Public sector borrowing improves in October - but not enough to get financial year back on track

Catherine Neilan
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Osborne: Analysts warn he will not be able to offer "sweeteners" to voters in the autumn statement (Source: Getty).
Public sector net borrowing, excluding banks, has fallen by £200m year-on-year to £7.7bn in October – but it looks to be a case of too little too late when it comes to chancellor George Osborne's targets for the financial year.
Figures published by the Office for National Statistics this morning showed that year-on-year borrowing had dropped 2.4 per cent.
However, from April to October, the central government net cash requirement was £56.2bn, an increase of £20.3bn, largely because of lower cash transfers from the asset purchase facility.
Public sector net borrowing excluding public sector banks (PSNB ex) over the same period was £64.1bn, an increase of £3.7bn on the previous year.
IHS chief economist Howard Archer said the figures would give Osborne “a limited boost as he prepares his autumn statement”, noting that the improvement “may make it a little easier for him to argue that the data should be better over the final months of the fiscal year”.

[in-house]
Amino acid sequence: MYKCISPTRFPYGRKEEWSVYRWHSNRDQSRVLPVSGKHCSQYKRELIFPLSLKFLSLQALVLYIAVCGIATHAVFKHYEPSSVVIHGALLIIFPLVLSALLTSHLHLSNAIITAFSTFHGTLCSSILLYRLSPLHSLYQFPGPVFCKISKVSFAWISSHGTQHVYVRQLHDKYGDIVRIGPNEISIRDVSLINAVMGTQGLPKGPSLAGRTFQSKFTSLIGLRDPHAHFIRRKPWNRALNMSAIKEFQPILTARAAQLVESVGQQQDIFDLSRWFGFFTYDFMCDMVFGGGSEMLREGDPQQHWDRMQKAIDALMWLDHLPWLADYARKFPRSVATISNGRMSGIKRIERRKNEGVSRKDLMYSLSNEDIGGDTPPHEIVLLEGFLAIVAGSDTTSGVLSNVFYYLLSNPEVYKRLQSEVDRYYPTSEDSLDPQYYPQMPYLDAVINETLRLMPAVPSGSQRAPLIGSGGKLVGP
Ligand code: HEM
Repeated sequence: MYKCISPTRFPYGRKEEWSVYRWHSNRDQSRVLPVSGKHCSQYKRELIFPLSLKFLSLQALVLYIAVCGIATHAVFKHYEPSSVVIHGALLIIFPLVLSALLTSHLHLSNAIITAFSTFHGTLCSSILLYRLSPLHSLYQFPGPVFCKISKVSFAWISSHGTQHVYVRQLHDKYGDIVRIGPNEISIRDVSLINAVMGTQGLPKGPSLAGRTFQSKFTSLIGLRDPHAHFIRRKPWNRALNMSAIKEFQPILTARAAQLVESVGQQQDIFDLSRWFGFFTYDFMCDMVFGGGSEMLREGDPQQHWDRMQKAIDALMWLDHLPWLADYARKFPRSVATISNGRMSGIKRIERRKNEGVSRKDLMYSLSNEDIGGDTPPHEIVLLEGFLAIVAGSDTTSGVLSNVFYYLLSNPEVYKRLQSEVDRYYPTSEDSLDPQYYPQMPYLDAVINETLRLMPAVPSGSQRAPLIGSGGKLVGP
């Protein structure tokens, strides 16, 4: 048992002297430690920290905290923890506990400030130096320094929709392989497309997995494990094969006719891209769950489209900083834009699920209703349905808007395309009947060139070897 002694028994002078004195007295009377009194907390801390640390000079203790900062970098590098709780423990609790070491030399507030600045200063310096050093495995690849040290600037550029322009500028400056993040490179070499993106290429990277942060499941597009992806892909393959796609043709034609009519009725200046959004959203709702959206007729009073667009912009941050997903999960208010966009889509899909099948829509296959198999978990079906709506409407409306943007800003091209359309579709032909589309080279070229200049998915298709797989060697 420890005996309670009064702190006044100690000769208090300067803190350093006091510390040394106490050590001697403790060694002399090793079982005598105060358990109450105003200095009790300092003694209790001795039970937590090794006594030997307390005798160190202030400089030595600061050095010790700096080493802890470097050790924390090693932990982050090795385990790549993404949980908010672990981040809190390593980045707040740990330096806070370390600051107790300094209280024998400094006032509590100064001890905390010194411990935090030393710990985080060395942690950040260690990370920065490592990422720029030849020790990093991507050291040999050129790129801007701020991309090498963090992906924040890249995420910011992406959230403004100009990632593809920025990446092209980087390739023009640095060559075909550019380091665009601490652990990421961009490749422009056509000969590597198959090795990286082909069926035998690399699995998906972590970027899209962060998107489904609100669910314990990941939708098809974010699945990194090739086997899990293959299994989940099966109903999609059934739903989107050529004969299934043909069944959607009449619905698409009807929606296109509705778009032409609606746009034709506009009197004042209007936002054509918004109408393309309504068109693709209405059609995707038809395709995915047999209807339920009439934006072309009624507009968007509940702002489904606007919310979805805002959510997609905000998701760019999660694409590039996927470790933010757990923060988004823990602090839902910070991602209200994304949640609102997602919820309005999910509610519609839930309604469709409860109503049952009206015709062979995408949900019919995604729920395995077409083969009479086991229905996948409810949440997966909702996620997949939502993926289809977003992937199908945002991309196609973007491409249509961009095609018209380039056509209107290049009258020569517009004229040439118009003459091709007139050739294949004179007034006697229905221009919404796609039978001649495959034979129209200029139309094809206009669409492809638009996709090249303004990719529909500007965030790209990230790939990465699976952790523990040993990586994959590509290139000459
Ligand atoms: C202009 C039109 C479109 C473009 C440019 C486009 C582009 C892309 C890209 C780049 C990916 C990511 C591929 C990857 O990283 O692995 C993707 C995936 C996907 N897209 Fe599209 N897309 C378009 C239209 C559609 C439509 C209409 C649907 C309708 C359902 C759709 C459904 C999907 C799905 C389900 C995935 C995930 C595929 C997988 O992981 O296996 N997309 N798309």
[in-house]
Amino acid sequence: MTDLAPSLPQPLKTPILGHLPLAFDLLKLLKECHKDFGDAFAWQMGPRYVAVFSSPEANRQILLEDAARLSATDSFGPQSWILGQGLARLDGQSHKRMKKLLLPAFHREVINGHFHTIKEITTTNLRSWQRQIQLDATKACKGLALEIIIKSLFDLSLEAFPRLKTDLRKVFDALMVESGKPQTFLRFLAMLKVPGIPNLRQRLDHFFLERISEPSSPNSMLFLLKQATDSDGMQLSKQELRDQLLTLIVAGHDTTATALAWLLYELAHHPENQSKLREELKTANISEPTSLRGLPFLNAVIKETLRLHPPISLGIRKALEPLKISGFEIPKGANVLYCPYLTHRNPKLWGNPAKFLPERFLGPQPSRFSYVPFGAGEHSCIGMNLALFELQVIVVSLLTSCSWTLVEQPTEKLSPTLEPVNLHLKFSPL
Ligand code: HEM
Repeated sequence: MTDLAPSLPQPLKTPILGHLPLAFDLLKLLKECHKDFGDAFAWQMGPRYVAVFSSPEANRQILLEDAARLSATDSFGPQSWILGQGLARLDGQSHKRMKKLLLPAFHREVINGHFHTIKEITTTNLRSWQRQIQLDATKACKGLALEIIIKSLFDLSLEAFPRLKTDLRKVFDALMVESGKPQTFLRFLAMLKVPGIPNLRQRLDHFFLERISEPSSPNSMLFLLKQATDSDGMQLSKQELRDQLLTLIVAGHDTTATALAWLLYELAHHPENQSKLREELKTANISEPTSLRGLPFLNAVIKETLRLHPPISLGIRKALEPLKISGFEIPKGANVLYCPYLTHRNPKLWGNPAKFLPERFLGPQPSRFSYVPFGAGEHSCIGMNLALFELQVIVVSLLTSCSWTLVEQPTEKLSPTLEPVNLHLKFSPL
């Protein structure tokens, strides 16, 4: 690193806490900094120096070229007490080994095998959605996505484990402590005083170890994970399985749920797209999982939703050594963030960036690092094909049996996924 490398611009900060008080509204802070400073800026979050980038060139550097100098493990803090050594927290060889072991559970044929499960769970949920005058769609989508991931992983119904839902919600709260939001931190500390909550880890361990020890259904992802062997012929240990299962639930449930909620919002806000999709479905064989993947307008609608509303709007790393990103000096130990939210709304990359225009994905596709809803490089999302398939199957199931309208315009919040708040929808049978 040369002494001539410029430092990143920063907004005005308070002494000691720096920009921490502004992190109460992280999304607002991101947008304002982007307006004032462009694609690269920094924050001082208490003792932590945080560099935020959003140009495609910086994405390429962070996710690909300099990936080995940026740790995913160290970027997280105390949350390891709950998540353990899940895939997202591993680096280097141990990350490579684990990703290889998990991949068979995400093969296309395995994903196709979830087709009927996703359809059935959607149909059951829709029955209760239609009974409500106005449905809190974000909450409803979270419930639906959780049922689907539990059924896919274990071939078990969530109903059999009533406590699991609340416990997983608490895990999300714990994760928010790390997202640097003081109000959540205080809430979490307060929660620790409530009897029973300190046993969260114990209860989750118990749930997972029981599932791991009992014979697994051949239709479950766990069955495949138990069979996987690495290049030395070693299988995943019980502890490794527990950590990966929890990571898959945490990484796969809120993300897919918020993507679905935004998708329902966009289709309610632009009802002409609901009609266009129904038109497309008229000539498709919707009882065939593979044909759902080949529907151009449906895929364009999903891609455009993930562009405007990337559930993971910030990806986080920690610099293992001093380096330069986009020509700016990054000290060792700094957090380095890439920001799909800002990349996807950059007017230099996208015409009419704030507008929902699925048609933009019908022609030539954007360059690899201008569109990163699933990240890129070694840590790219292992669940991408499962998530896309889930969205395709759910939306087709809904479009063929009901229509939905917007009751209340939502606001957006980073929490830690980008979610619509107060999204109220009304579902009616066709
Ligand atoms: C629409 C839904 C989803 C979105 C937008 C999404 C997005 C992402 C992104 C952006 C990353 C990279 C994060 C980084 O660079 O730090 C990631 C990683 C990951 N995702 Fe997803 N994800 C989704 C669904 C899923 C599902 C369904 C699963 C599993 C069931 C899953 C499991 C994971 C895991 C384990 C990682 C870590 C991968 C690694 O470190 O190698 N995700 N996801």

But meeting targets would be a huge challenge and will “almost certainly have to acknowledge that he is going to clearly under-shoot his fiscal targets”.
“This gives him little scope to announce any major sweeteners to tempt voters,” Archer added.
Berenberg's chief UK economist Rob Wood agreed.
“Despite October’s improvement and healthy economic growth this year, chancellor George Osborne has suffered a disappointing fiscal year,” he said.
“In his budget back in March, the chancellor had been looking to shave some £10bn off the underlying public sector net borrowing requirement in 2014/15 compared to 2013/14. The hope and expectation has been that extended improved economic activity will increasingly support tax receipts while markedly stronger house prices and increased housing market activity overall are boosting stamp duty receipts. Meanwhile, the much improved labour market helps to limit benefit payments."
Although Wood acknowledged the “distorting factors” due to matters such as bonus pay being deferred and the Swiss Tax agreement, he argued it was not enough to explain “the ongoing largely disappointing performance of the public finances, which primarily reflects income tax receipts coming in well below original expectations despite high and rising employment”.

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